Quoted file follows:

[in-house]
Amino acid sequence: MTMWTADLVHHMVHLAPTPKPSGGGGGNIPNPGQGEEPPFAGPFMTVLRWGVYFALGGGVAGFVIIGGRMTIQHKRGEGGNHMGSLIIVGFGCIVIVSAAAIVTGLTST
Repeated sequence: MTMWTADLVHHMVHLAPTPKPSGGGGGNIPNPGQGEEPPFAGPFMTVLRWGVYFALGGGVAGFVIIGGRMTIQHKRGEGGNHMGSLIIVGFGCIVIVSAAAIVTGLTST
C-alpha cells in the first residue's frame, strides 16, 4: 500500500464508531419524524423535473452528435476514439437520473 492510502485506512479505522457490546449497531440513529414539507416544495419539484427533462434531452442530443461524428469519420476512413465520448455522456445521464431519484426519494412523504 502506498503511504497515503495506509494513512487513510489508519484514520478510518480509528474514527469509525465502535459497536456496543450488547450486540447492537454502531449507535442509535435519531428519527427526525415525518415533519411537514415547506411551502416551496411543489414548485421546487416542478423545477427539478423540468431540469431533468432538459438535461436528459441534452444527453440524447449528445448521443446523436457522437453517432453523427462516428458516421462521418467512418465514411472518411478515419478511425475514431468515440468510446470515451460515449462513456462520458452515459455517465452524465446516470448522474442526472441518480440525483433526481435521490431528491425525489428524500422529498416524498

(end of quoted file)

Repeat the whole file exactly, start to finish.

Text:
[in-house]
Amino acid sequence: MTMWTADLVHHMVHLAPTPKPSGGGGGNIPNPGQGEEPPFAGPFMTVLRWGVYFALGGGVAGFVIIGGRMTIQHKRGEGGNHMGSLIIVGFGCIVIVSAAAIVTGLTST
Repeated sequence: MTMWTADLVHHMVHLAPTPKPSGGGGGNIPNPGQGEEPPFAGPFMTVLRWGVYFALGGGVAGFVIIGGRMTIQHKRGEGGNHMGSLIIVGFGCIVIVSAAAIVTGLTST
C-alpha cells in the first residue's frame, strides 16, 4: 500500500464508531419524524423535473452528435476514439437520473 492510502485506512479505522457490546449497531440513529414539507416544495419539484427533462434531452442530443461524428469519420476512413465520448455522456445521464431519484426519494412523504 502506498503511504497515503495506509494513512487513510489508519484514520478510518480509528474514527469509525465502535459497536456496543450488547450486540447492537454502531449507535442509535435519531428519527427526525415525518415533519411537514415547506411551502416551496411543489414548485421546487416542478423545477427539478423540468431540469431533468432538459438535461436528459441534452444527453440524447449528445448521443446523436457522437453517432453523427462516428458516421462521418467512418465514411472518411478515419478511425475514431468515440468510446470515451460515449462513456462520458452515459455517465452524465446516470448522474442526472441518480440525483433526481435521490431528491425525489428524500422529498416524498